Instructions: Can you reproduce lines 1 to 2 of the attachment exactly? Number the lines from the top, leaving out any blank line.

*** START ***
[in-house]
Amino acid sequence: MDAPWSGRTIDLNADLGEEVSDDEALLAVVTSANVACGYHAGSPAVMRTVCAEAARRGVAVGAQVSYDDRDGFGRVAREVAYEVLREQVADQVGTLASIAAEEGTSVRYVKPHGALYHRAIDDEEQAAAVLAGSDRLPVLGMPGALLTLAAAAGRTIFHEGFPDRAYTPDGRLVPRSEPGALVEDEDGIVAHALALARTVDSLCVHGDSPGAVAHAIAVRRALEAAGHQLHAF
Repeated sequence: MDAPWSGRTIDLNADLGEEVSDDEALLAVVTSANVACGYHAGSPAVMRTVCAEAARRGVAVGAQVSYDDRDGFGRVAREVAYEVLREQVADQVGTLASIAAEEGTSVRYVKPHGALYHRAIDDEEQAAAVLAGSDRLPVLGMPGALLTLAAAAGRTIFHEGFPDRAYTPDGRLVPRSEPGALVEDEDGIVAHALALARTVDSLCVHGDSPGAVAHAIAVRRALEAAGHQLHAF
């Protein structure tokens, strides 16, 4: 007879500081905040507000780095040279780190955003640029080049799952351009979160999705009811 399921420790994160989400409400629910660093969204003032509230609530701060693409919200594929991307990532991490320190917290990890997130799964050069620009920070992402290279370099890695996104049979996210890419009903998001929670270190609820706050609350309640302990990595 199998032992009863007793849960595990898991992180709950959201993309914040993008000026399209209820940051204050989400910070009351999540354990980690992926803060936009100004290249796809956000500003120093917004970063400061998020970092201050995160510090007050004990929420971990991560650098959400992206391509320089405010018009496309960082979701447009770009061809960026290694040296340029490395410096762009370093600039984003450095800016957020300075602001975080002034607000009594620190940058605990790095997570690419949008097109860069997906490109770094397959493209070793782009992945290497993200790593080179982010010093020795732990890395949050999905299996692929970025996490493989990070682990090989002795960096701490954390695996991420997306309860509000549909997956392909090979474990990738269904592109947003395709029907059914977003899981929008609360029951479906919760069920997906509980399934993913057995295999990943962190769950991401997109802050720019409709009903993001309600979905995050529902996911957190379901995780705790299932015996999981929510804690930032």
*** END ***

[in-house]
Amino acid sequence: MDAPWSGRTIDLNADLGEEVSDDEALLAVVTSANVACGYHAGSPAVMRTVCAEAARRGVAVGAQVSYDDRDGFGRVAREVAYEVLREQVADQVGTLASIAAEEGTSVRYVKPHGALYHRAIDDEEQAAAVLAGSDRLPVLGMPGALLTLAAAAGRTIFHEGFPDRAYTPDGRLVPRSEPGALVEDEDGIVAHALALARTVDSLCVHGDSPGAVAHAIAVRRALEAAGHQLHAF